Change in Antidepressants May Beat Depression
March 23, 2006
By Amanda Gardner, HealthDay

About half of people battling depression can achieve complete remission by either adding one more drug to their regimen, or switching to a new medication, a major new trial finds.

"Remission can be achieved in 50 percent of those who receive two treatment steps," said Dr. John Rush, principal investigator of the study and professor of psychiatry at the University of Texas (UT) Southwestern Medical Center in Dallas. "Thus, for patients, it's important to not give up if the first treatment doesn't work fully, or if it causes side effects."

"Treatment does work for most people if it's delivered in an adequate dose and over an appropriate period of time, meaning 12 weeks," added Dr. Thomas Insel, director of the National Institute of Mental Health, which funded the trial. "For someone who's not well at 12 weeks, another medication can bring remission. That's an extremely important and hopeful message. One size doesn't fit all."

Both Rush and Insel spoke at a teleconference Monday to announce the latest results of the Sequenced Treatment Alternatives to Relieve Depression (STAR*D) trial, the largest effectiveness study ever done on depression, and one which examined the benefits of antidepressants in "real world" settings. The results are also published in two papers in the March 23 issue of the New England Journal of Medicine.

Depression is a chronic, disabling condition affecting some 15 million Americans -- almost 7 percent of the adult U.S. population, Insel said. Some 4 percent of people with depression will end their own lives, resulting in 30,000 suicides each year. "That's almost twice the number of homicides," Insel pointed out. "It's a very real public health challenge."

Unfortunately, about half of people with depression don't receive treatment and, of those who do get treatment, only about 40 percent get the best, "evidence-based" treatment. Some people still don't get better even with this type of treatment, however.

Antidepressant medications known as selective serotonin reuptake inhibitors (SSRIs) -- which include drugs such as Celexa, Paxil, Prozac and Zoloft -- are considered among the most effective treatments available for depression. However, doctors haven't had good evidence on the best course of action to take if and when a patient fails to respond to a particular SSRI.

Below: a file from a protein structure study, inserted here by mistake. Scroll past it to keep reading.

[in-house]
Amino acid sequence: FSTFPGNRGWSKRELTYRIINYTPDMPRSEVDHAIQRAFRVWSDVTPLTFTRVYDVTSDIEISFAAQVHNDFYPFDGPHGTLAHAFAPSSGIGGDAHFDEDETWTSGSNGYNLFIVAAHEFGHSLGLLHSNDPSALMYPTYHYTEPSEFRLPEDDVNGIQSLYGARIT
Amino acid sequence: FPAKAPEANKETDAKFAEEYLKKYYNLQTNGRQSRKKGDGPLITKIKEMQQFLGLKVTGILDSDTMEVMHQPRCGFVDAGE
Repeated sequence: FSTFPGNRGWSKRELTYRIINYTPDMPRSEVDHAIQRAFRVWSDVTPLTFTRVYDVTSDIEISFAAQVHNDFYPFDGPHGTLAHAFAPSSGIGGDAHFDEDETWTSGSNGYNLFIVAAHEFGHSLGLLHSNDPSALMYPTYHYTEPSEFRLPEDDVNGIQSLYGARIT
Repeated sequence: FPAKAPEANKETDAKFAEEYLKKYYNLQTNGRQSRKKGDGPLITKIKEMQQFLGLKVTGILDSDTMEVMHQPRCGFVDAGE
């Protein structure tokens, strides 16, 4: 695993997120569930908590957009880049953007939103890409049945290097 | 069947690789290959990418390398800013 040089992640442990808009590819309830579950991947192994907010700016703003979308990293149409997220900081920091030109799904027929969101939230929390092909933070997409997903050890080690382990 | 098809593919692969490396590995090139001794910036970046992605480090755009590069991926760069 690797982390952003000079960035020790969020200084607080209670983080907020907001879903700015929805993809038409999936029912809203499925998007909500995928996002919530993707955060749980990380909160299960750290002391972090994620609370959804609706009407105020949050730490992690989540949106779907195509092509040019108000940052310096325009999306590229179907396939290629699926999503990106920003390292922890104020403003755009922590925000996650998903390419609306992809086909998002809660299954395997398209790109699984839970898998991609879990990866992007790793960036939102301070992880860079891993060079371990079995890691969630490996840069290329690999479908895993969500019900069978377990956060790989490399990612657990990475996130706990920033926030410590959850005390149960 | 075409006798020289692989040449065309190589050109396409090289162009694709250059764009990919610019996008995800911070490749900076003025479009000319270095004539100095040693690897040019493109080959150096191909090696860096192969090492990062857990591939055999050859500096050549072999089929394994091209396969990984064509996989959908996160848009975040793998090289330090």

The STAR*D trial was designed to answer that question. Importantly, the trial looked at remission, meaning full recovery, as opposed to "response," which means partial relief of symptoms. Participants, all of whom had nonpsychotic major-depressive disorder, were being treated in real-world settings. Unlike many clinical trials, many of the STAR*D participants also had coexisting psychiatric and/or medical conditions, or were unemployed or lacked health insurance.

For the first part of the study, more than 700 adults who had failed Celexa (citalopram) or who could not tolerate the drug were randomly assigned to receive, instead, one of three drugs for up to 14 weeks: sustained-release Wellbutrin (bupropion, not an SSRI), Zoloft or Effexor (venlafaxine, an SSRI-SNRI).

About a quarter of the participants achieved total remission, regardless of the particular drug used.

"Three different 'switch' medications were tested," Rush said. "No one was clearly better than another, even though these treatments do differ in how they work in the brain. Which treatment may be less important than the drugs being used diligently and effectively."

Importantly, the study showed that the current standard of four weeks of therapy is often not enough to see a benefit. "This suggests that longer treatment would be beneficial," Rush said.

The second study looked at the value of adding Celexa (citalopram) to either Wellbutrin or Buspar (buspirone) in 565 adult outpatients treated for depression.

"One in three got into remission with the addition of another medication," Rush said. "Again, despite differences in how the drugs work, both worked with about the same degree of efficacy [people on Wellbutrin did slightly better] and tolerability, and therefore both are reasonable choices for patients who have not gotten fully well with the first treatment step."

However, about 50 percent of patients did not achieve full remission with the strategies used, a statistic that an accompanying editorial called "discouraging."

The authors, however, defended the results.

"In this kind of real-world, chronic medical illness, two steps produced full recovery in over 50 percent of patients," said Dr. Madhukar H. Trivedi, co-principal investigator of the trial and professor of psychiatry at UT Southwestern Medical Center, Dallas. "When you compare that to most major medical illness, they are actually very encouraging results."

"It's a multi-center trial taking place around the country and they really tried to take a variety of patients who would be representative of the real world, and that is so important," added Dr. Eva Ritvo, an associate professor of psychiatry at Miller School of Medicine of the University of Miami. "It's real-world data with big numbers, which are so hard to get. There's a tremendous amount of value in the study."

In the meantime, the patients who did not respond to even a second-tier treatment are being followed to see if other treatments are effective. That data is not yet available.

"This is by no means the end game," said Dr. Maurizio Fava, director of the Massachusetts General Hospital's Depression Clinical and Research Program in Boston. "In the near future, we may be able to predict who is going to respond to what."